Surrounded by her parents, siblings, husband Ben Greve and countless others, Lindsay Whalen will achieve one of her sport's biggest honors Saturday when she is inducted into the Naismith Memorial Basketball Hall of Fame.

For Whalen, the Hutchinson native and star point guard who led the Gophers to the Final Four in 2004 and helped the Lynx win four WNBA titles in addition to countless USA Basketball achievements, it comes in the midst of a busy week as she prepares for her fifth season as Gophers women's basketball coach.

I had a chance to chat with her recently about the Hall of Fame and what it means to her.

Q: When you got the call for the Hall of Fame, or however they notified you that you had made it, what was the reaction like?

A: So, I was in my Covid quarantine. They tell you that you're on the list, and that they'll call you on this day around noon. … I wasn't expecting it, but I was happy. It was kind of like, "I can't believe this is happening." The big thing is I couldn't wait to tell my parents and tell Ben. My parents have been at everything with me through all these years. So that was going to be the next big call.

Q: Was that a goal of yours growing up or even something you imagined was attainable?

A: Definitely not growing up. I was just trying to figure out what was tomorrow. My last few years playing, once you see others that were getting in, what they had accomplished, you start to watch their speeches. Going into my last few years I figured if I had a little more success with either the Olympic team or that 2017 (Lynx) championship team, I thought about how that might do it and get me in. So yeah at the end of my career it was something I wanted to do and achieve. I'm competitive and I love the game.

Q: What do you imagine the weekend going to be like?

A: I have a big family, so it's a lot of people. Thursday night is a big dinner, and for everyone who is able to make it out there will be a private party. Friday is a whole bunch of things, activities. I think that's when we get our rings and jackets. I think there's a press conference. Saturday we go to Springfield. I've been texting with my classmates. It's fun because you get close with the people you're going in with.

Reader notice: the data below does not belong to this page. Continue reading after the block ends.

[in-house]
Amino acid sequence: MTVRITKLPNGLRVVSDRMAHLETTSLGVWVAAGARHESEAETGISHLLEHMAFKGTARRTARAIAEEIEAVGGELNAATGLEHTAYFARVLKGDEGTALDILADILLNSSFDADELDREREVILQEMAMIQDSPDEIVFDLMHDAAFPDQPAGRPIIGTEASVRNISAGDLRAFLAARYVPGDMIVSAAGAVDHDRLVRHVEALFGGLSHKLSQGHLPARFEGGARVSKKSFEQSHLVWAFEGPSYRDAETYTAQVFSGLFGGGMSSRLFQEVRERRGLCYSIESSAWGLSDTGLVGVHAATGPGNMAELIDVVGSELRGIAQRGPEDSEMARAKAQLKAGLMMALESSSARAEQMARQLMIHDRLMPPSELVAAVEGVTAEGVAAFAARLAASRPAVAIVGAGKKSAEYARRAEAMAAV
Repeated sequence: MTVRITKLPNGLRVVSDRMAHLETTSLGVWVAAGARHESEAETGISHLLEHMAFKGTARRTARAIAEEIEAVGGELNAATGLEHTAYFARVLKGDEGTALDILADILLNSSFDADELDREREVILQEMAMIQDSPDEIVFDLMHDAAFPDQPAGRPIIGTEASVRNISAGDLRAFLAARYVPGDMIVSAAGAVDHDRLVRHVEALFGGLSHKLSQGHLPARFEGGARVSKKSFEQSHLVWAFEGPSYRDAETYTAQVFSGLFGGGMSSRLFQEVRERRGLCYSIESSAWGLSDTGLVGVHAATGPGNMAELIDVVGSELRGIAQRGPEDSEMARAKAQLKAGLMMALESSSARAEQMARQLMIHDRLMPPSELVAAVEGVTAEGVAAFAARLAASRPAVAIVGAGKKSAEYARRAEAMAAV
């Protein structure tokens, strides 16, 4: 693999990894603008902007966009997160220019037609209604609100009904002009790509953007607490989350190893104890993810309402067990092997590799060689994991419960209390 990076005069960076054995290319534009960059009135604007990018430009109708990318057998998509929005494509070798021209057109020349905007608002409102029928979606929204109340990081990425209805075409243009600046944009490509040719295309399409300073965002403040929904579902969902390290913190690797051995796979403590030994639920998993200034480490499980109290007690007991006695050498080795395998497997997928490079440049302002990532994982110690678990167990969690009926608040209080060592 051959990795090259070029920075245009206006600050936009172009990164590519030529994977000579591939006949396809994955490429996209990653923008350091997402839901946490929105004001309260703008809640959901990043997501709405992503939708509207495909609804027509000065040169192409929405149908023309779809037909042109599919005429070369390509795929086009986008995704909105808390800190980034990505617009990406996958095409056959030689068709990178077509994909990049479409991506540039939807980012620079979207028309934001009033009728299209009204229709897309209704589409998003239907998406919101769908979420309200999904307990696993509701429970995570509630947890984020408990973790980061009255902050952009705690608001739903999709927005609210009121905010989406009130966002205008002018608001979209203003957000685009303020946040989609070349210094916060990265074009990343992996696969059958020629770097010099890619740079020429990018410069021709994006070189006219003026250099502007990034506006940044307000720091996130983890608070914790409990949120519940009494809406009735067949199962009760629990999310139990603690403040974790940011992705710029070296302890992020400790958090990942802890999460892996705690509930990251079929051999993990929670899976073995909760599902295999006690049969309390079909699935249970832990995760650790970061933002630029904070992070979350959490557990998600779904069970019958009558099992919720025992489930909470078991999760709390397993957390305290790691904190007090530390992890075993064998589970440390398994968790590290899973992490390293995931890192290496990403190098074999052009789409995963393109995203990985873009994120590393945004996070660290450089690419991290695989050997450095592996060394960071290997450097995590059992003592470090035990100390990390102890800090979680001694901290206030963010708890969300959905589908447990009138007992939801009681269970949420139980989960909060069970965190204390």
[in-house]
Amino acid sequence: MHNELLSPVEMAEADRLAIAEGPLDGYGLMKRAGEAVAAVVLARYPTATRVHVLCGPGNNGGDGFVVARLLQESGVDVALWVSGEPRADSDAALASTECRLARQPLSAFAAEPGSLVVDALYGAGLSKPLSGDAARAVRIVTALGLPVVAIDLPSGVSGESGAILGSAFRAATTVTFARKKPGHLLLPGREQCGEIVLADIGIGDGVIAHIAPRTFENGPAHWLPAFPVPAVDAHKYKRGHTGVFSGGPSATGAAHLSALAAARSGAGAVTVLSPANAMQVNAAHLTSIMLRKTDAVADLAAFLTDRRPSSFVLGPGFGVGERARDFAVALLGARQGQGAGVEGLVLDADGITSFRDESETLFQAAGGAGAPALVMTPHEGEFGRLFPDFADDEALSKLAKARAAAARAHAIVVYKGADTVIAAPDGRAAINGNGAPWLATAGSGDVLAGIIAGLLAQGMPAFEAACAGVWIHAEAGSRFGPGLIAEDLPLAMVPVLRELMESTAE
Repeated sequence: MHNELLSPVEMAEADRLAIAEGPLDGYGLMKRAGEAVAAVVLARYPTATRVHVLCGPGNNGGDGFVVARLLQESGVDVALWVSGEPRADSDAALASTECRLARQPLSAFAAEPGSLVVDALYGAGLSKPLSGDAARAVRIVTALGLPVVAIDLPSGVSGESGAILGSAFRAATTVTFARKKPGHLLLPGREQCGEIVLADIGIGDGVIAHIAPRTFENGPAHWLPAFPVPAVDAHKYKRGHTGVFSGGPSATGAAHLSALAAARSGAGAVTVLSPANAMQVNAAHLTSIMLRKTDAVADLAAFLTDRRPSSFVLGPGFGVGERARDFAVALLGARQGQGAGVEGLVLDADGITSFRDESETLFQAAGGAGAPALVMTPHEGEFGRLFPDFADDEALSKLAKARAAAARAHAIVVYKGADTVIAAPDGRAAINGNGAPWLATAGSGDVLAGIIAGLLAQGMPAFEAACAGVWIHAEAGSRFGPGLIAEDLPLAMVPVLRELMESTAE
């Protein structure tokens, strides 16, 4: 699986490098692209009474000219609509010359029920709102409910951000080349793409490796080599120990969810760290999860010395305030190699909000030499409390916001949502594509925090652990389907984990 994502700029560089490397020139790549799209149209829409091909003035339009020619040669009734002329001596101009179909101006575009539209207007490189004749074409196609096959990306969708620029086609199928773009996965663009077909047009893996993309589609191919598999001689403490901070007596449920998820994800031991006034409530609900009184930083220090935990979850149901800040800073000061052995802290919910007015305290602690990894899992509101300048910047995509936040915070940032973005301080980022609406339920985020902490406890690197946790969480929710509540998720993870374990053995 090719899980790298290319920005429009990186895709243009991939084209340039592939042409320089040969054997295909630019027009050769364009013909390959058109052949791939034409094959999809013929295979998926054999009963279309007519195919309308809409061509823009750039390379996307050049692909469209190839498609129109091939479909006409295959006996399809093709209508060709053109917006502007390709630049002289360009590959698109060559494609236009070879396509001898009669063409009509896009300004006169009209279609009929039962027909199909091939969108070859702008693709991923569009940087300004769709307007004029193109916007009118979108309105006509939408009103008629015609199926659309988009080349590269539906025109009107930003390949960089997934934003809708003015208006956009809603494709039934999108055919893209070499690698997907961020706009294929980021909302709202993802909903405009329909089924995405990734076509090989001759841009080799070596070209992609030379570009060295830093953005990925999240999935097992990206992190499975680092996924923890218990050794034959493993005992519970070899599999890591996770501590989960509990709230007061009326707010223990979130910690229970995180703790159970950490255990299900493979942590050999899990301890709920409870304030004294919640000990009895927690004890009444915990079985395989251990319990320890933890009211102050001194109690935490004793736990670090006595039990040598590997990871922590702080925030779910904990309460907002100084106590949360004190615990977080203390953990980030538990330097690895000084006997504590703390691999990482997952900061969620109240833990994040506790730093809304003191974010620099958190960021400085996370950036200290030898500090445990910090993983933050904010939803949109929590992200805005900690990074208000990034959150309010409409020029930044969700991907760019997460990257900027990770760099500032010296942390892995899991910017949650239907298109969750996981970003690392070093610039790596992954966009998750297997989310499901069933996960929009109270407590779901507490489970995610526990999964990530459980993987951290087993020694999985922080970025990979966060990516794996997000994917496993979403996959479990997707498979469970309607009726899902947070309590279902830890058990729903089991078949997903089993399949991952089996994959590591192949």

Q: Charles Barkley and Dawn Staley are your presenters. How did that come about?

A: You have to pick a living member of the Hall of Fame. They give you a list of people who are living and in the Hall of Fame, and it's really not a big list. There are a few people on the list that I know personally and one of them is Dawn. Being point guards, played against her, looked up to her, she was on the 1996 team that started the women's basketball national team dynasty. … She's done so much for our game. Just to be around her with everything she's done and accomplished I thought it would be cool if she would do me the honor.

So then, my favorite player of all time growing up was Charles Barkley. I loved those Phoenix Suns teams, and I wanted to be a power forward. That was going to be my position. Then I stopped growing, I couldn't jump and I was slow. I had to figure it out and be a point guard. … But he was still my favorite player. So (Gophers assistant athletic director) Melissa Maines, she worked at Auburn and Charles Barkley went to college at Auburn. She got his number for me. And it took me about three days to send the text to him.

Q: Can you tell me what was in the text – was it brief? Was it long?

A: It was midsize. It was midsize SUV text. I actually deleted it. Here's the problem. I texted it to him and I was like he's not going to respond back. I waited a whole day, then I just deleted it. And then that night he texted me back. So I have to go back and get his response and what I said. … He said yes. He said he'd be honored and happy to do it.

Q: Do you have much of the speech done? You going for comedy or for the heart?

A: What I do is I try to have a balance. I try to have a good message. I have to thank my parents. I have to thank Ben. I have my main stories and a message. It's not going to be long because you have to keep it under five minutes. Then you get up there, you're reading off the teleprompter. I have to make sure my pauses are good for extreme laughter from everybody. It's done, and I've been practicing it. I feel good about it. And one thing we have slotted in is you have time to go over the venue and rehearse it. By the time I read it Saturday I will have rehearsed it probably 15 or 20 times. I'll probably be sick of it at that point.